i) The Claimant has alleged negligence on the part of the Defendant in the discharge of its duties in respect of which the fees are sought. It has not been said that the claim is inadequately particularised (as opposed to containing particulars that it is said cannot be sustained in light of the contents of the file) and there is no application before the court to strike out the claim. On the face of it, the Claimant has an arguable case that can only be understood by consideration of the documents. If the Defendant is correct, consideration of those documents will demonstrate the correctness in whole or in part of its defence. It may well be that the decision to issue without sight of the file will prove costly to the Claimant. However, the documents in the file are clearly central to the issues before the court. The Claimant cannot fairly conduct this claim without knowing the contents of the file.
ii) Whilst it is argued that a type of Robins undertaking that allowed the solicitors (but not the claimant himself) to see the file would properly balance the Defendant’s interest under the lien with the Claimant’s need to know the contents of the file, I do not consider that this is realistic. The context of discussions recorded in file notes is likely to be important in judging the evidential significance of the file notes to the claim. The Claimant cannot properly deal with the issues without knowing exactly what the documents say – and if he is told the full content of the documents, the lien would lose its value just as much as if he saw the documents themselves;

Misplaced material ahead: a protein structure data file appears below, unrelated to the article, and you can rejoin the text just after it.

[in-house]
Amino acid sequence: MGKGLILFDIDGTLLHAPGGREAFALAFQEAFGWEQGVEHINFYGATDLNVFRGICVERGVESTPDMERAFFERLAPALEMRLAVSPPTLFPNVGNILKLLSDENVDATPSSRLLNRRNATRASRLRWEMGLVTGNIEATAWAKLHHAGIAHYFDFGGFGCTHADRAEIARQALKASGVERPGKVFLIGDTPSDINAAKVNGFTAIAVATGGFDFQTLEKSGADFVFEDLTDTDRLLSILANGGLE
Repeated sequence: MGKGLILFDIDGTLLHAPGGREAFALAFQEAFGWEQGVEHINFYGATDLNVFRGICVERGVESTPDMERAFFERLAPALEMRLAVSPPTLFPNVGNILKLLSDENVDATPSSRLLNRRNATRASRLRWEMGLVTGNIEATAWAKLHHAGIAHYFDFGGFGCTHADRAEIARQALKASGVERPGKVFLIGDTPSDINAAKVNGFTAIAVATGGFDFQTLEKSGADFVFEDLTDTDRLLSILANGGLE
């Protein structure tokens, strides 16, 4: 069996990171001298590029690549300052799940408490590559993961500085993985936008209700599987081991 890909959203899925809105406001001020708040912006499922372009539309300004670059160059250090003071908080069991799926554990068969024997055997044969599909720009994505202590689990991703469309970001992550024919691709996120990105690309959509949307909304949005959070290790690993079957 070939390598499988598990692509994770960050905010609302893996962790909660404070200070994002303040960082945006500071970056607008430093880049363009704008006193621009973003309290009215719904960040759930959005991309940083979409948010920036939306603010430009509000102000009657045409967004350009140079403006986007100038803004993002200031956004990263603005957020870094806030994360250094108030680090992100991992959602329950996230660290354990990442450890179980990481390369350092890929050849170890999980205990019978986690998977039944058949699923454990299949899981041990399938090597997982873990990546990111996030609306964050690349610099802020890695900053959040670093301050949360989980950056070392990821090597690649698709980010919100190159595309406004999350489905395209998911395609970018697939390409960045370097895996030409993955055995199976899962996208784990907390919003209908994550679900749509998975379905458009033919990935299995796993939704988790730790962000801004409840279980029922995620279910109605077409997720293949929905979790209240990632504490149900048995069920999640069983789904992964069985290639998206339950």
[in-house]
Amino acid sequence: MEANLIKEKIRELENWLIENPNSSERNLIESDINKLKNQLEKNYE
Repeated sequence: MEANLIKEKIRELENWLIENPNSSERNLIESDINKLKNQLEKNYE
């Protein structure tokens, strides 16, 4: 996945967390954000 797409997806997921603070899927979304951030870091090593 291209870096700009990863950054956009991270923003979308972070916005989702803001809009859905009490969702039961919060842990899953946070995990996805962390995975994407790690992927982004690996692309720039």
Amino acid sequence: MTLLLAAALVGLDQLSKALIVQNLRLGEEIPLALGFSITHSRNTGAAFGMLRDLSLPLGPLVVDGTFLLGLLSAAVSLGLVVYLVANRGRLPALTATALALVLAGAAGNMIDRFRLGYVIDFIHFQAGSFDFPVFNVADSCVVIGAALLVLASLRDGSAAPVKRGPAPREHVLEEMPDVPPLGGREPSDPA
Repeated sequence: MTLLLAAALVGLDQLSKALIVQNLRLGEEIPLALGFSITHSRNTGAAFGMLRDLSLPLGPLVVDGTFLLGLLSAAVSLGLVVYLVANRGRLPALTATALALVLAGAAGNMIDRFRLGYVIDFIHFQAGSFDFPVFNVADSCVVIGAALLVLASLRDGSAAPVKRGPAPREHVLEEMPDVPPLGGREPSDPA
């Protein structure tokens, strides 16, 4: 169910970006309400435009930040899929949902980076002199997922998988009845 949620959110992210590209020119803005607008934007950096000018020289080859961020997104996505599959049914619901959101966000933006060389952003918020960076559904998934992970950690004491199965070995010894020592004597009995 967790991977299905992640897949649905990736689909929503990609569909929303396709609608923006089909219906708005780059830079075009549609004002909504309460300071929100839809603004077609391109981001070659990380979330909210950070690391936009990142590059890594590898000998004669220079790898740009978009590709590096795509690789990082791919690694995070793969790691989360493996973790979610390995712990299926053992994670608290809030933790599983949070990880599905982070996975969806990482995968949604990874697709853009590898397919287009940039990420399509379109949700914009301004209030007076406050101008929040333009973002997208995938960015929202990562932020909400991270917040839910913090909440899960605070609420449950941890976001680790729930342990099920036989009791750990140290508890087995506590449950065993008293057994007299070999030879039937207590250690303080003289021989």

iii) The obligation under CPR 31.22 not to use documents disclosed in these proceedings for the purpose of other proceedings has the same consequence as the type of obligation which might arise from a Robins undertaking to return the file at the end of the current litigation. There is no reason to think that the one would be more protective of the lien than the other. (It might be added that the file and therefore the lien would appear to have no value other than for the purpose of the present litigation in any event.)